LGBTQ row: Nigeria can conditionally sign Samoa agreement, says Kano rep

Rabiu Yusuf, a member of the house of representatives representing Sumaila/Takai constituency, Kano, says Nigeria can agree to favourable parts of the Samoa agreement.

The Samoa Agreement is a partnership between the member countries of the Organisation of Africa, Caribbean, and Pacific States (OACPS) and the European Union (EU).

The agreement is intended to serve as an overarching legal framework for relations between the African, Caribean, and Pacific states (ACP) and the European Union (EU).

The partnership is one of the oldest and most comprehensive frameworks for cooperation between the EU and third countries and succeeds the Cotonou Agreement signed in 2000.


Member states of the pact comprise 47 African countries, including Nigeria, 16 from the Caribbean, 15 Pacific nations, and the Republic of the Maldives.

However, Nigeria opted out of signing the pact in November last year after some civil society organisations (CSOs) and groups raised concerns about Article 9 of the agreement, which says “respect for human rights, democratic principles, and the rule of law shall … constitute an essential element of this Agreement”.

The groups said the partnership was a “subtle introduction of lesbian, gay, bisexual, transgender, and queer (LGBTQ)” into the country.


On the whole, the pact covers subjects such as sustainable development and growth, human rights, and peace and security.

Yusuf, who is the chairman of the house committee on treaties, protocol, and agreements, said the agreement has been a difficult subject to discuss owing to the subtle ways it tests the country’s values.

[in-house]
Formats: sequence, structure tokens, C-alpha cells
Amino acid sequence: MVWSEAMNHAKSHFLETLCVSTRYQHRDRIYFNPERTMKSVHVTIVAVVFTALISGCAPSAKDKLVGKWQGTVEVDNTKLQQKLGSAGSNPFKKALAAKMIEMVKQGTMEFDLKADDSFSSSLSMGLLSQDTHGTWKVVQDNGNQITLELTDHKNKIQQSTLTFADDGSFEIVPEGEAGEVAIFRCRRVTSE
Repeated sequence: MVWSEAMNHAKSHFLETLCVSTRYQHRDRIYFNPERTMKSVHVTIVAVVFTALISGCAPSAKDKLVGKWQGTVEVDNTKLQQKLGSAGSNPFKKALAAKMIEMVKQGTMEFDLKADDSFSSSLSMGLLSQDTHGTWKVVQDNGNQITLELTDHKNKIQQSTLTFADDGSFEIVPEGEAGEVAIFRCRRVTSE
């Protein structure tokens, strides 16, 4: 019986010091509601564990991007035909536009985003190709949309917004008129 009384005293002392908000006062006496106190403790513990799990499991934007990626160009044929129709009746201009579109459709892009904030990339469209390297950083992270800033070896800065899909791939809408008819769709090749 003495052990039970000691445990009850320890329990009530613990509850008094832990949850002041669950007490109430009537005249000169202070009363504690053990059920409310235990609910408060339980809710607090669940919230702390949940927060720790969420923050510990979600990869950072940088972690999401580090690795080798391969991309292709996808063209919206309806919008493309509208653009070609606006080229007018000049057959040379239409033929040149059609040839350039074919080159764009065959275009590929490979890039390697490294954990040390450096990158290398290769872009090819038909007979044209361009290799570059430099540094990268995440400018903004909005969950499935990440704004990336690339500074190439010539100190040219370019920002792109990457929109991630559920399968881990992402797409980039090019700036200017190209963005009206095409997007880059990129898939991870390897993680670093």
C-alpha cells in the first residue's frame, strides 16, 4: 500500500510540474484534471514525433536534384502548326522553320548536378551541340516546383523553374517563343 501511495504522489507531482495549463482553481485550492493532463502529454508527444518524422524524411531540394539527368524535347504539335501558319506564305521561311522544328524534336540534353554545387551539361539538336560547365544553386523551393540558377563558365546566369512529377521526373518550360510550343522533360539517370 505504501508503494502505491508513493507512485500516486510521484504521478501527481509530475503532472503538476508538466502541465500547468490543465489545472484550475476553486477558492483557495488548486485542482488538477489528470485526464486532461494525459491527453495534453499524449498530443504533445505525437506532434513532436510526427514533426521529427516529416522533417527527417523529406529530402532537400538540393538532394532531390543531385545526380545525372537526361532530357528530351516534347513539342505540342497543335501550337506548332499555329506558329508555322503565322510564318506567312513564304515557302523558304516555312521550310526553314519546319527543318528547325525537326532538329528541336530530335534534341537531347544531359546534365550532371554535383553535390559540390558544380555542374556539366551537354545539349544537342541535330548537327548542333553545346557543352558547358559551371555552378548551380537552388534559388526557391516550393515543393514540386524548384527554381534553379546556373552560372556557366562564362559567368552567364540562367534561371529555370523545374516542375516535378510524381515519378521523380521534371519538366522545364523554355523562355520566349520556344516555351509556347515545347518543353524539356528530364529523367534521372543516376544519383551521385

Speaking on Thursday during a webinar organised by the Centre for Journalism Innovation and Development (CJID) on considerations for Nigeria’s participation in the Samoa Agreement, the lawmaker noted that the pact also has benefits for the country.

“There are risks, but we need to analyse to know what outweighs the others to drive engagement with the EU and other Pacific countries,” Yusuf said.


“We can make domestication conditional. The fear is that it (LGBTQ) is being given a clever and modified term. We don’t want to take it hook, line, and sinker without understanding. I think it goes against our laws.”

Listing the advantages of the agreement, Asabe Adahi, the programme manager at the Kukah Centre, said human and technical expertise and developmental aid are beneficial to the country.

Adahi expressed scepticism about the subject of human rights.

“For once, I think I am happy we are holding back on signing. If you read the treaty, it’s quite ambiguous,” Adahi said.


“When you look at issues, particularly human rights, you have to look at what is important for you as a country.”

She said Nigeria needs to do an analysis of what it needs from the pact and increase its negotiating power.

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